Flint's Water Crisis Just Became A Double Emergency

Turns out declaring an emergency doesn't make the emergency go away.

JeCorey Hawkins had a scary moment with the water in Flint, Michigan, in September. The 22-year-old psychology student had stooped at a drinking fountain at his university when the water took on a grainy texture in his mouth.

"I was very creeped out because I didn't know if I would be sick," Hawkins told The Huffington Post on Tuesday. He said he and his family, which lives in Flint, hadn't been drinking tap water since earlier this year, though he trusted the University of Michigan's efforts to test and treat water on its Flint campus.

Flint's water problems turned out to be worse than most people realized when a local pediatrician reported in September that more children were being poisoned with lead, a dangerous neurotoxin. The continued problems with the water prompted Flint Mayor Karen Weaver to declare an emergency Tuesday.

"I am requesting that all things be done necessary to address this state of emergency declaration, effective immediately," Weaver said.

It's the second emergency declaration over toxic water for the beleaguered city -- Genesee County, which surrounds Flint, declared an emergency for the same reason back in October.

Jamie Curtis, chairman of the Genesee County Board of Commissioners, told HuffPost he didn't understand what Weaver hoped to achieve with her declaration, saying the mayor hadn't been in touch with any demands. He said the commission would take it up at its Jan. 4 meeting.

"I'm not sure what her declaration is," Curtis said. "What I don't think the people of Flint need ... is nothing more than rhetoric saying, 'I've declared this emergency,' but nothing comes of it."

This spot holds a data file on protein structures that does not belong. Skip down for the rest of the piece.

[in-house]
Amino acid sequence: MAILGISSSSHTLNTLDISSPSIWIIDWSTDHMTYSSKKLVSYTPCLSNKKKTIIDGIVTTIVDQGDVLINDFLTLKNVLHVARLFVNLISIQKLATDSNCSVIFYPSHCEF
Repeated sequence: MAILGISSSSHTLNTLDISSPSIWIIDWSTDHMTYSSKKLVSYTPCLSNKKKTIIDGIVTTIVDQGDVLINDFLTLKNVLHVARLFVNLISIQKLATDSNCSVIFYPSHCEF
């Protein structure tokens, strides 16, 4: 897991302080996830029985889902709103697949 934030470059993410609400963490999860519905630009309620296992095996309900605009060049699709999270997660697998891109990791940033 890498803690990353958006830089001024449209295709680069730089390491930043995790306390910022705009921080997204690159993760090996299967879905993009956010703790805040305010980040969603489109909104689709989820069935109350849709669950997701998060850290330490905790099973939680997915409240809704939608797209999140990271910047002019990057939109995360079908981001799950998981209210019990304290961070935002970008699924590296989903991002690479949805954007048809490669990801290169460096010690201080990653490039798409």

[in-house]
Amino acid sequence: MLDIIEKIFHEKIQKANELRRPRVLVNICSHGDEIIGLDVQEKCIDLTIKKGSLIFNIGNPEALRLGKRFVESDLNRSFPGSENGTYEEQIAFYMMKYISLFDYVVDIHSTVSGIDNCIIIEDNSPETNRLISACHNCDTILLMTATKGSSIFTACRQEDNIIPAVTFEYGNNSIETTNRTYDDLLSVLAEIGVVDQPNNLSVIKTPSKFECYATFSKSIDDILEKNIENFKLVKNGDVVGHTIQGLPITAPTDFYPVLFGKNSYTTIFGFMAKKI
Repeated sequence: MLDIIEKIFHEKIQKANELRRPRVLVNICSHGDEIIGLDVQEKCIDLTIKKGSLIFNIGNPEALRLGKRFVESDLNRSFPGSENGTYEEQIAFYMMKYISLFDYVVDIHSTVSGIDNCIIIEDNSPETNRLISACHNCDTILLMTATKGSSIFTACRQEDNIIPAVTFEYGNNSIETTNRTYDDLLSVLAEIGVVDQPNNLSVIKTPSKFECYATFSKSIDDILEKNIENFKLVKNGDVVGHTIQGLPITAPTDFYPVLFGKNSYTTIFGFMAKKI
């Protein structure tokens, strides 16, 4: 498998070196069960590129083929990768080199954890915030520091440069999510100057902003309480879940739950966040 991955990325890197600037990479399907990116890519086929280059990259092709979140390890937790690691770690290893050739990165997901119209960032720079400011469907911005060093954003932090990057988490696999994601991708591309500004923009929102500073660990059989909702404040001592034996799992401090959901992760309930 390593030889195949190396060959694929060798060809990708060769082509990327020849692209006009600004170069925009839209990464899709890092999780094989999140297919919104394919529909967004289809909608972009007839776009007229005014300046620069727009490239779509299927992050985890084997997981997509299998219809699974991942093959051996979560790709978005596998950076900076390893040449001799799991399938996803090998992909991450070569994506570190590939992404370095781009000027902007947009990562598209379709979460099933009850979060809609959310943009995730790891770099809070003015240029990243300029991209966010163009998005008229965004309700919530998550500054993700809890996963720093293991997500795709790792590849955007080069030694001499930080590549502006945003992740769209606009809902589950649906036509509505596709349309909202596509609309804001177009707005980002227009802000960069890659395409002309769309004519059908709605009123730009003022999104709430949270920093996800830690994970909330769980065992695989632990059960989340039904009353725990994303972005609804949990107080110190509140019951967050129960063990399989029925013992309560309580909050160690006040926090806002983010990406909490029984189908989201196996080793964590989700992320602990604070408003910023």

The county's Oct. 1 declaration warned Flint residents not to drink the water unless it had been specially filtered and confirmed not to have high levels of lead.

The trouble started in 2014 when emergency managers appointed by Michigan Gov. Rick Snyder (R) decided to try saving money by switching Flint's water supply from the Detroit system to the Flint River. Local officials toasted the decision, though residents immediately complained about the taste, smell and appearance of what came from their taps. Most importantly, the new water turned out to be more corrosive, causing lead to leach from Flint's old pipes -- and into the city's kids.

Research published by Flint pediatrician Mona Hanna-Attisha in September showed levels of lead in children's blood spiked at the same time as the water switch. Elevated blood lead levels are especially harmful for children, who can suffer stunted growth and irreversible brain damage. In October, after denying any problem, state officials acknowledged they failed to treat the water to adjust for its corrosiveness, and Snyder signed legislation switching Flint back to Detroit's water.

The city has told residents it could take as long as six months for the water lead levels to decline.

A Dec. 11 report from the Michigan Department of Environmental Quality said the state found elevated blood lead in 39 of 1,836 Flint residents who had testing done since early October. Blood lead levels can decline in a matter of weeks after a person is exposed to lead.

This week, in response to Weaver's new disaster declaration, a spokesman for Snyder referred HuffPost to previous statements from the governor's office outlining actions already taken, including an Oct. 2
action plan and the Oct. 21 creation of a special task force to investigate what went wrong and recommend solutions.
Hawkins wasn't impressed by the latest emergency declaration.
"It's kinda scary, but at the same time, it's like, the water has been this bad, you know, for all this time," he said. "They just decided to put a name to it at this point."
Hawkins has two younger sisters, 10 and 7 years old, who he said have suffered some hair loss, which is a common complaint among Flint residents who can't avoid bathing with the water.

"There is no reason for them to be losing hair at their age," Hawkins said.

This article has been updated with information from a Department of Environmental Quality report.